A few weeks ago, we mustered up all of the inner nerd we had (not hard to do) and attended Walker Stalker in downtown Nashville. Yes, a “con”! It was our first one ever but we were terribly misled in believing that we were “big enough” fans of The Walking Dead to attend – the other attendees put us to shame! If you haven’t been to a “Comic Con”-type event, it’s quite the sight to behold. There are tons of vendors selling every possible shirt/print/magnet/prop replica imaginable. Cosplay is huge. A number of show actors attend to meet fans and take pictures with them. There are panels dissecting every minute part of the show. It’s intense!
We attended for one sole reason: to meet Steven Yeun. For fans of the Walking Dead, you best know him as “Glenn,” the beloved, unassuming hero that we all *SPOILER ALERT* tearfully bid farewell to in the most recent season of the show. Since we began watching the show (only last year – we went on a serious winter binge!), Glenn was the sole character that we both agreed was totally awesome. We typically favor characters that are polar opposites of each other, then argue over who is really the best, but there was no discussion to be had about Glenn. He was hands-down our favorite.
I never thought much about the reason why. Obviously, he was the only Asian, and that’s hard to come by in popular media these days (though we are certainly beginning to make strides). Furthermore, he was Korean – YES! Beyond that, he was just a lovable character that was popular with the fans, right?
Then we met him that Sunday and I began to think more about it. We stood in a huge line of fans, anxiously awaiting our 15 seconds with him (security does NOT mess – you say hi, smile for the camera, then get pushed on through), joking that we were probably both going to cry once we saw him. We were uncharacteristically nervous. “What are you going to say to him?,” we prodded each other.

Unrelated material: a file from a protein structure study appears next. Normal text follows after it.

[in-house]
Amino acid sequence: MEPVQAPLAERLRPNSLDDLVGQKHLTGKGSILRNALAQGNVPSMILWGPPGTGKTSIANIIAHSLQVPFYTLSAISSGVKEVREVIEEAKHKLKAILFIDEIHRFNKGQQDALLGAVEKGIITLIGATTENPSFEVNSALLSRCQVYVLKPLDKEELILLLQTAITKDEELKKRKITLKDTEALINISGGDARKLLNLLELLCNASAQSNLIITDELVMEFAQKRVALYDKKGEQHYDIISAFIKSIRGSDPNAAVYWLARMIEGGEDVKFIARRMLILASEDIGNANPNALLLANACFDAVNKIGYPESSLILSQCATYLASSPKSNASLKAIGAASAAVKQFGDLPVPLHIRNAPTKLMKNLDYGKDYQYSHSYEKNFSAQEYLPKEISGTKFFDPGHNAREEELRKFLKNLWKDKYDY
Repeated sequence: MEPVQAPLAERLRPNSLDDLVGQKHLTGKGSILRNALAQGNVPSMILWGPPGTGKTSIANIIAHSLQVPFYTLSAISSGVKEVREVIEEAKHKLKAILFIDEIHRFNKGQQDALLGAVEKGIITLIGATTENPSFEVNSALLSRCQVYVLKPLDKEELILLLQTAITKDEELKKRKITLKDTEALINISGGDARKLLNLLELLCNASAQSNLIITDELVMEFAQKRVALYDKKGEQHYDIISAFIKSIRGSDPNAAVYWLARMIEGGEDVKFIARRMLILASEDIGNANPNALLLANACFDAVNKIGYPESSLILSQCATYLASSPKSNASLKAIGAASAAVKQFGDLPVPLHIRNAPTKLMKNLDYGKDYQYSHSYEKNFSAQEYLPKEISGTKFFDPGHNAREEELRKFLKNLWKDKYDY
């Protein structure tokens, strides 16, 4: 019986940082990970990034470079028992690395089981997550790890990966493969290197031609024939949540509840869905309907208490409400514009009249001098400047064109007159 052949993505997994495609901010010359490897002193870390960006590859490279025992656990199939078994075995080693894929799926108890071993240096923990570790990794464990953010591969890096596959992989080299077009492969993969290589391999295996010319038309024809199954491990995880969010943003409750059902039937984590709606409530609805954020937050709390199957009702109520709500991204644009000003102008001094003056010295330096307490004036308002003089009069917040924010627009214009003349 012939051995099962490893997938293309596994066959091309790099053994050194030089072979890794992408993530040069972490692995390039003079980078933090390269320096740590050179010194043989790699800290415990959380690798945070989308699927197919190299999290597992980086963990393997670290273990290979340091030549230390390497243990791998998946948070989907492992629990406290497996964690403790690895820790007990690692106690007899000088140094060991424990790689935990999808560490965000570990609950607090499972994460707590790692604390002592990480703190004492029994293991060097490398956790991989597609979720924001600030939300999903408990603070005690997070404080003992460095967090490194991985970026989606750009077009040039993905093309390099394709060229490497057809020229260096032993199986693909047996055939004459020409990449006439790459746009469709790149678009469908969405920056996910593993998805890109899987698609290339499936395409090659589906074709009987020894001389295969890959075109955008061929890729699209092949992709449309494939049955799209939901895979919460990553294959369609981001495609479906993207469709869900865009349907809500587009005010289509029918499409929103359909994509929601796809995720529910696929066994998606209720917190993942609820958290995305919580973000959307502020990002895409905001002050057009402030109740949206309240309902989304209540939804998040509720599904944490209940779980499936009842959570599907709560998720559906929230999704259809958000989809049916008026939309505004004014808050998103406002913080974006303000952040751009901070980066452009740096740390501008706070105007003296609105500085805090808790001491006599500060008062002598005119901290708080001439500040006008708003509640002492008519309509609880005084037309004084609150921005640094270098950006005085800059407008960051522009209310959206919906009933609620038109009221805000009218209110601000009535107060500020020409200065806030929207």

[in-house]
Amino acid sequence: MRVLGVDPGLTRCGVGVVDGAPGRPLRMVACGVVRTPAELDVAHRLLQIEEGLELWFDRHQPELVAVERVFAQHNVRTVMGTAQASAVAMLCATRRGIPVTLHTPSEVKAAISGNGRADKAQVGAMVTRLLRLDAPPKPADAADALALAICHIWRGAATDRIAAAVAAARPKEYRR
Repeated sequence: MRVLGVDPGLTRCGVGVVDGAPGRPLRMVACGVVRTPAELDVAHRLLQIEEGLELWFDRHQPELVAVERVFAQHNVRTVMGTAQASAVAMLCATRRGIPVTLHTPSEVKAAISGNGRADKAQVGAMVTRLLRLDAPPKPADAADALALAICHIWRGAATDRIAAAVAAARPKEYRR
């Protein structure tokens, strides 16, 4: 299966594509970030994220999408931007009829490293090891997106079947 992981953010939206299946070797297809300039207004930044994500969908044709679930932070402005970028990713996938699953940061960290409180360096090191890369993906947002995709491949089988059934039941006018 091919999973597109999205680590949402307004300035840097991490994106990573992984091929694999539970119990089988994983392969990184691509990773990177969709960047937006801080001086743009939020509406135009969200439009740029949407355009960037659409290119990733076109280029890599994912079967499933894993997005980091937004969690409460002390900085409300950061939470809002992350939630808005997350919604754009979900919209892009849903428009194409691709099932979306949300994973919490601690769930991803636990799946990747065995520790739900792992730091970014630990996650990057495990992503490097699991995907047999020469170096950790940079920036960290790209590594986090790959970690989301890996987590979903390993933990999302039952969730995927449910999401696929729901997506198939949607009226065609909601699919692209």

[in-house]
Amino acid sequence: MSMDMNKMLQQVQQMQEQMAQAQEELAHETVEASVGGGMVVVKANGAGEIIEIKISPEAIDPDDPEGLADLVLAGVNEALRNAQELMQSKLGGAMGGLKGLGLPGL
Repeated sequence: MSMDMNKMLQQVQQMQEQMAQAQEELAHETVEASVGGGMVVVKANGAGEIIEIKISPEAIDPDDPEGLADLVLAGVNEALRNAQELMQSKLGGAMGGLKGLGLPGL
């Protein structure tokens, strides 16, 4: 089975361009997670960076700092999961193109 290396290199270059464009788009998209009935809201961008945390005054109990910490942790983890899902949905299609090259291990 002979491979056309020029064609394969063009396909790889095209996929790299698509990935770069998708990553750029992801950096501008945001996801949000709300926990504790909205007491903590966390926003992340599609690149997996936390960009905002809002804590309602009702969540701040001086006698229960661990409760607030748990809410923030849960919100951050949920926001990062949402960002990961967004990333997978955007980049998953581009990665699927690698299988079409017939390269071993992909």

We finally got to the front of the line and stepped up for our picture. We were grinning like idiots.
“Oh hey, Korean Tennesseans?!,” he asked.
“Yes!,” we managed to squeak out.
OMG, he spoke to us! The picture captures our dorky, starstruck, toothy smiles.
That was about the extent of it. We thanked him profusely then got pushed on for the rest of the line to get through.
The magic lingered through the day. We revisited every step and every millisecond of the insignificant (to him) encounter.
“Why were we so affected?,” I began to wonder. We live in Nashville. Celebrity sightings are about as hard to come by here as an SEC fan. But for some reason, we just couldn’t stop talking about meeting Steven.
Then it struck me. Glenn was a hero. Not like a hero just to us Asians. The wide-reaching Walking Dead fanbase – WHITE people would agree – Glenn was a hero. He was beloved by everyone.
He was not the nerdy Mathnastics sidekick. He was not the brooding artsy weirdo. He wasn’t the comedic ninja. He was a fearless leader that we all respected.
What other heroes do Asians have in media now? Hmm. Very few. That night, “The Maze Runner” was on TV and even though we have seen it a thousand times, we stayed glued to the screen to see what would happen to Min Ho (Ki Hong Lee). “I love this guy!,” I exclaimed. “You love all the Asians,” Lee quipped. Then we both considered his point and simultaneously said, “Not that there are very many…”
It’s no wonder I was obsessed with Mulan as a kid. (Yes, I know – she’s Chinese.) Heck, I would even take the “Pocahontas” I got called when I was young (Yes, I know – not even close to Korean). How many heroes did I have to look up to that LOOKED LIKE ME? I can count them on one hand.
Representation is not a new hot topic these days, but this stunning personal realization was like a lightning bolt. I have never felt so gosh-darn proud to be called a Korean and look like a Korean as I was standing next to Glenn. Can’t you see it in our faces?
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